Photo from Insomniac City by Bill Hayes
I hope 2018 is treating you well so far. As it’s been a while since I last posted, I thought I’d write an update.
I’m currently busy with another writing project, which means I have less time to blog, but I’m slowly working on a piece on Japanese architecture, and I hope to expand on some sections from the post I wrote on habits at some point.
I also post on Instagram quite regularly – mostly extracts from and comments on books I’m reading. Please have a look at @oneblacktreeblog if you’re interested.
Following my New Year’s resolution to reduce the time I spend online, I’ve been able to do a lot more reading this past month.
[If you’re trying to cut down on the internet and social media, I’ve found the simplest solution has been to restrict myself to one hour a day across all platforms (I break it up into about three twenty-minute sessions – you can even use a timer). I’ve also taken Facebook off my phone and mostly send voice instead of text messages.]
Here are some of the books I’m reading now:
- Twinkle, Twinkle by Kaori Ekuni: a quirky novel about a couple who marry to please their parents, although the husband is gay and in a relationship with his lover from school days;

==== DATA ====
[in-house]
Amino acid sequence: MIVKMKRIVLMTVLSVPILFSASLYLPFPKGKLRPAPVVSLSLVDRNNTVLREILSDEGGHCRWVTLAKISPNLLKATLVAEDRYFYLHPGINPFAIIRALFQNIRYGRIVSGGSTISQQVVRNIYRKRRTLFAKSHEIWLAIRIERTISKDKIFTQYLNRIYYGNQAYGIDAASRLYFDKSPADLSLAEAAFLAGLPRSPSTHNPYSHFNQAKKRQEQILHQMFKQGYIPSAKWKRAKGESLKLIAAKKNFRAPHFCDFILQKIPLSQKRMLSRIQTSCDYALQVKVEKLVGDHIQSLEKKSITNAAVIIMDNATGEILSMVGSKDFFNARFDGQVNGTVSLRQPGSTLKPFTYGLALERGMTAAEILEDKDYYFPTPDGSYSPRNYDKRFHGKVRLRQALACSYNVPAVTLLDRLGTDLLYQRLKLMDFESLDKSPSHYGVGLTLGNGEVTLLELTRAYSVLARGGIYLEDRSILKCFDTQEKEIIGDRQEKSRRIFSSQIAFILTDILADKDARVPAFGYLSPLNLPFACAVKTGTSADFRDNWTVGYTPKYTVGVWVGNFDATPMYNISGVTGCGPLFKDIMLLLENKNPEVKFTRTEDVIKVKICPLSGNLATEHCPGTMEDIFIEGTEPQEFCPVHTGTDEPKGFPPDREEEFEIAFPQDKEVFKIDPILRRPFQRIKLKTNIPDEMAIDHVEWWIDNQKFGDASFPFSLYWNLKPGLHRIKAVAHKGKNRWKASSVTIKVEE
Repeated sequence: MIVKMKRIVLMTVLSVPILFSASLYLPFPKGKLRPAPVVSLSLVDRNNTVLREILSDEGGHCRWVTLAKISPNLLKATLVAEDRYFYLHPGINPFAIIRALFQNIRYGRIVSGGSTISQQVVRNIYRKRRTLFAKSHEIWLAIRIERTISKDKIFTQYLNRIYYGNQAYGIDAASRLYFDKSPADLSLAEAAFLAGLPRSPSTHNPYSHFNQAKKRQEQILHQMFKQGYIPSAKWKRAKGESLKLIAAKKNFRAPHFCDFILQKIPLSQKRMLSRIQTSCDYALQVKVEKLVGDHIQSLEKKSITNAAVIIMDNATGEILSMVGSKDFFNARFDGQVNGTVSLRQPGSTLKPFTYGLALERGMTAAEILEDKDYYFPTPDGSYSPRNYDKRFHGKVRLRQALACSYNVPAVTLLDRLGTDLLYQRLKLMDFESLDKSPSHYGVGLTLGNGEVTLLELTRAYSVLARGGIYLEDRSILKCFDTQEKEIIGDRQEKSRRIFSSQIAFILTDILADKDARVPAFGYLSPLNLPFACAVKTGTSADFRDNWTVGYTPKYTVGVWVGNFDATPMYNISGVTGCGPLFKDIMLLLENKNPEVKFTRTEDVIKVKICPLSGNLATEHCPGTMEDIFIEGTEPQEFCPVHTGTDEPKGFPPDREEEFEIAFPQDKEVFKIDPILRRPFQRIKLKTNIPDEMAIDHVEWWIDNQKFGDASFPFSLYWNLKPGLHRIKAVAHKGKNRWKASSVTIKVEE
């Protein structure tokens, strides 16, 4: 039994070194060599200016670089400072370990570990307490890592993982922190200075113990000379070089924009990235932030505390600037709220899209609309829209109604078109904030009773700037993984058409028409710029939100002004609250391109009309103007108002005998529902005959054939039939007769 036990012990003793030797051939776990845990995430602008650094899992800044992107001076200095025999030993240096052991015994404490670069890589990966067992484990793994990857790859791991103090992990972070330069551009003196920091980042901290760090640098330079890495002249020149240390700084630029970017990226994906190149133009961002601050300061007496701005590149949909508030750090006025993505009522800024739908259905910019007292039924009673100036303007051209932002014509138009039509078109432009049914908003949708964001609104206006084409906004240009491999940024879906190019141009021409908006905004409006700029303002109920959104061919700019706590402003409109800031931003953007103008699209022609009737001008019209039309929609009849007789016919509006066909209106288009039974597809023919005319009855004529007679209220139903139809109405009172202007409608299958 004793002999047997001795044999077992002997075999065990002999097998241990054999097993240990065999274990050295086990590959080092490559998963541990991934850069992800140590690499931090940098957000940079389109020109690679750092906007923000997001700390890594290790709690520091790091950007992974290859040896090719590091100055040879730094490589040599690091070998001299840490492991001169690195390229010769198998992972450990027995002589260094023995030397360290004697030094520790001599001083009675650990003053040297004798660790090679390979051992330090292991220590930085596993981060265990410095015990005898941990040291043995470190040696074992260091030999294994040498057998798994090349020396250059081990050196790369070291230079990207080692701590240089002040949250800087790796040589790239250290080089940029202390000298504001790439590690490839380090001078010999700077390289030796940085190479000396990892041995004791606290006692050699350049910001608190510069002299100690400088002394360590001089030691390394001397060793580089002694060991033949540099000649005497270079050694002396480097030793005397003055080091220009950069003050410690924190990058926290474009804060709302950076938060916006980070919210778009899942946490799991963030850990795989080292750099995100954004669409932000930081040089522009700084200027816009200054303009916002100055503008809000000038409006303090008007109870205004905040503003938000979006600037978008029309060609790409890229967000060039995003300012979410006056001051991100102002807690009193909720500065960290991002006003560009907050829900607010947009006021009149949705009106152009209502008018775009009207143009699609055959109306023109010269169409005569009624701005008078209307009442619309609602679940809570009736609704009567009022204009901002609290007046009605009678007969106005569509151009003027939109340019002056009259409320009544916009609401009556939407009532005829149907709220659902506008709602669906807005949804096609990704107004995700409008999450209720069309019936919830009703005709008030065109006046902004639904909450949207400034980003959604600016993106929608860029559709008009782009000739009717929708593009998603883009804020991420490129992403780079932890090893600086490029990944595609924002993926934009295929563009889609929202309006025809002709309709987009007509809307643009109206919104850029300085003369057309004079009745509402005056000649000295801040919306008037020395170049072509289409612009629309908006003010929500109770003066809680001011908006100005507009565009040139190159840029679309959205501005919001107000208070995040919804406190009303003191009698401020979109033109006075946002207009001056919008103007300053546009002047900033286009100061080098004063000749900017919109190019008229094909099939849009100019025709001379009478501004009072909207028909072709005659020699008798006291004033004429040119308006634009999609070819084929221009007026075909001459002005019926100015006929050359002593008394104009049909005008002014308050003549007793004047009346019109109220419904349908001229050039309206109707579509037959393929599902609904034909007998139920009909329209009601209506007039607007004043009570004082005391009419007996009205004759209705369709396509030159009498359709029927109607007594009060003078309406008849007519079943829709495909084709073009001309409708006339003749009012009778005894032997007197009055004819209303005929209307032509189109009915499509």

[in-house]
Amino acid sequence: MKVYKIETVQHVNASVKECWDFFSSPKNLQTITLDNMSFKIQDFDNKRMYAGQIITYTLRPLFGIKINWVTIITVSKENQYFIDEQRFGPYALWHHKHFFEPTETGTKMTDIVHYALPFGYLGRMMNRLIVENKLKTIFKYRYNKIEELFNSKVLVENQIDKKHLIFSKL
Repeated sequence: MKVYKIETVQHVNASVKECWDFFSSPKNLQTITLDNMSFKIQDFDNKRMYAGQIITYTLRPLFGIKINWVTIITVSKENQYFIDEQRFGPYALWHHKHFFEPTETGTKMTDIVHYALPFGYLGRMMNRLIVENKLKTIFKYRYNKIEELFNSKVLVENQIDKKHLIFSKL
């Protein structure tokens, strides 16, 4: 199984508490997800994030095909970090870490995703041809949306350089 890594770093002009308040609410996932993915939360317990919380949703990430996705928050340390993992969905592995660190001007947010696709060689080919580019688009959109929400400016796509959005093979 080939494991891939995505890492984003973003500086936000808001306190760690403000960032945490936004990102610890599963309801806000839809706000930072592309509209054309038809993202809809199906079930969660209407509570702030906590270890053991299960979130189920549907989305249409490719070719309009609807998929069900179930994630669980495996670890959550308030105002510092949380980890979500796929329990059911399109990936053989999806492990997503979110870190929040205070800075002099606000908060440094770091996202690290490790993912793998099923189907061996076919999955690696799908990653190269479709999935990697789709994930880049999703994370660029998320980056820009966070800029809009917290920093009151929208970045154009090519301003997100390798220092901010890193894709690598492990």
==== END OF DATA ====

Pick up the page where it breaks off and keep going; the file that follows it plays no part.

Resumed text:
- The Last September by Elizabeth Bowen, my favorite writer: to read her books is to forget where you are and be immersed in another time and place, in this case 1920s Ireland. Her writing is rich, idiosyncratic, and I think needs to be read slowly to appreciate fully;
- Insomniac City by Bill Hayes: a life-affirming memoir and ode to New York and Oliver Sacks, it also has beautiful black and white portraits and photos of the city;
- The Myth of Sisyphus: Albert Camus’s essay on suicide which I’m reading alongside Ruth Ozeki’s A Tale for the Time Being and the Shobogenzo, trying to come an understanding of how attitudes towards suicide differ in the east and west;
- Die Wise by Stephen Jenkinson: a fascinating look at how the western phobia of death has had profound and far-reaching consequences for society;
- A Religion of One’s Own by Thomas Moore: It is such a pleasure to read someone who advocates living life in the questions and embraces all religions.
- Sex and Rage by Eve Babitz: A coming-of-age story, semi-autobiographical, set in seventies LA. I’ve wanted to read Babitz for ages.
What are you reading? What are you writing or working on? What should I read? Please feel free to add links to your or others’ posts, or books in the comments. I love getting recommendations.